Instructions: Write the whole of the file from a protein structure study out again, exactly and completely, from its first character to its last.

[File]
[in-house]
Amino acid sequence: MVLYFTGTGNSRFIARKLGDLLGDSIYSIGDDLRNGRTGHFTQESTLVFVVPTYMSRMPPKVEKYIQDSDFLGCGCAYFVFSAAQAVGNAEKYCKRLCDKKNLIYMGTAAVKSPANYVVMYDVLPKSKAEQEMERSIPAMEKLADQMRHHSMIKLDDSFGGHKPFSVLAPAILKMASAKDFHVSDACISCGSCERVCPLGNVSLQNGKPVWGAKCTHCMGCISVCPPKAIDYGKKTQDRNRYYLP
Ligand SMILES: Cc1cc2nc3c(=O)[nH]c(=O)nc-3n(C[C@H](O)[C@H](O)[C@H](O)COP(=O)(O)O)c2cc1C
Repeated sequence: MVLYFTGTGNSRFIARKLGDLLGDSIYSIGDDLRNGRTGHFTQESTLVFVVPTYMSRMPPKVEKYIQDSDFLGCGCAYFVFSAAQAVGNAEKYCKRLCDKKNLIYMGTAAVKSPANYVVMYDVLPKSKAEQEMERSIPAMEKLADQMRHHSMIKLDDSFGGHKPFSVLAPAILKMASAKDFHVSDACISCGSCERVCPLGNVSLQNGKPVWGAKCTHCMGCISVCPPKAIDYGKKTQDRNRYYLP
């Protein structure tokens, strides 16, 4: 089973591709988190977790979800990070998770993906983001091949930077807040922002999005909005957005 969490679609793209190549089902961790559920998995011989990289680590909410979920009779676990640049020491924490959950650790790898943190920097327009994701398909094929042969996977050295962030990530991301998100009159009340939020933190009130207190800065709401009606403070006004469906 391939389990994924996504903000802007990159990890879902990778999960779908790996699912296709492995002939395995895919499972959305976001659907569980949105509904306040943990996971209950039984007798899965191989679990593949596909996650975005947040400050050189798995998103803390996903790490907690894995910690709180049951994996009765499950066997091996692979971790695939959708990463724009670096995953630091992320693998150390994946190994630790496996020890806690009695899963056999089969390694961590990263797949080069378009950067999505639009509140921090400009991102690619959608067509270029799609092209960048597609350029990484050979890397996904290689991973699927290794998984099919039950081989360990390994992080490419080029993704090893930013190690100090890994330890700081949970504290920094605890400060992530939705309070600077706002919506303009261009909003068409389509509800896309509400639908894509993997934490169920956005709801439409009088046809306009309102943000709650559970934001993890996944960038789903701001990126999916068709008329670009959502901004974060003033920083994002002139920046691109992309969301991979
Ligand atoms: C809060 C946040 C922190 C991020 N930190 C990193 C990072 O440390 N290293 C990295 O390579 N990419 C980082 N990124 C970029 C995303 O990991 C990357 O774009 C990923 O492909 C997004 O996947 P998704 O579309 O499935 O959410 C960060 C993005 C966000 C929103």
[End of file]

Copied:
[in-house]
Amino acid sequence: MVLYFTGTGNSRFIARKLGDLLGDSIYSIGDDLRNGRTGHFTQESTLVFVVPTYMSRMPPKVEKYIQDSDFLGCGCAYFVFSAAQAVGNAEKYCKRLCDKKNLIYMGTAAVKSPANYVVMYDVLPKSKAEQEMERSIPAMEKLADQMRHHSMIKLDDSFGGHKPFSVLAPAILKMASAKDFHVSDACISCGSCERVCPLGNVSLQNGKPVWGAKCTHCMGCISVCPPKAIDYGKKTQDRNRYYLP
Ligand SMILES: Cc1cc2nc3c(=O)[nH]c(=O)nc-3n(C[C@H](O)[C@H](O)[C@H](O)COP(=O)(O)O)c2cc1C
Repeated sequence: MVLYFTGTGNSRFIARKLGDLLGDSIYSIGDDLRNGRTGHFTQESTLVFVVPTYMSRMPPKVEKYIQDSDFLGCGCAYFVFSAAQAVGNAEKYCKRLCDKKNLIYMGTAAVKSPANYVVMYDVLPKSKAEQEMERSIPAMEKLADQMRHHSMIKLDDSFGGHKPFSVLAPAILKMASAKDFHVSDACISCGSCERVCPLGNVSLQNGKPVWGAKCTHCMGCISVCPPKAIDYGKKTQDRNRYYLP
């Protein structure tokens, strides 16, 4: 089973591709988190977790979800990070998770993906983001091949930077807040922002999005909005957005 969490679609793209190549089902961790559920998995011989990289680590909410979920009779676990640049020491924490959950650790790898943190920097327009994701398909094929042969996977050295962030990530991301998100009159009340939020933190009130207190800065709401009606403070006004469906 391939389990994924996504903000802007990159990890879902990778999960779908790996699912296709492995002939395995895919499972959305976001659907569980949105509904306040943990996971209950039984007798899965191989679990593949596909996650975005947040400050050189798995998103803390996903790490907690894995910690709180049951994996009765499950066997091996692979971790695939959708990463724009670096995953630091992320693998150390994946190994630790496996020890806690009695899963056999089969390694961590990263797949080069378009950067999505639009509140921090400009991102690619959608067509270029799609092209960048597609350029990484050979890397996904290689991973699927290794998984099919039950081989360990390994992080490419080029993704090893930013190690100090890994330890700081949970504290920094605890400060992530939705309070600077706002919506303009261009909003068409389509509800896309509400639908894509993997934490169920956005709801439409009088046809306009309102943000709650559970934001993890996944960038789903701001990126999916068709008329670009959502901004974060003033920083994002002139920046691109992309969301991979
Ligand atoms: C809060 C946040 C922190 C991020 N930190 C990193 C990072 O440390 N290293 C990295 O390579 N990419 C980082 N990124 C970029 C995303 O990991 C990357 O774009 C990923 O492909 C997004 O996947 P998704 O579309 O499935 O959410 C960060 C993005 C966000 C929103």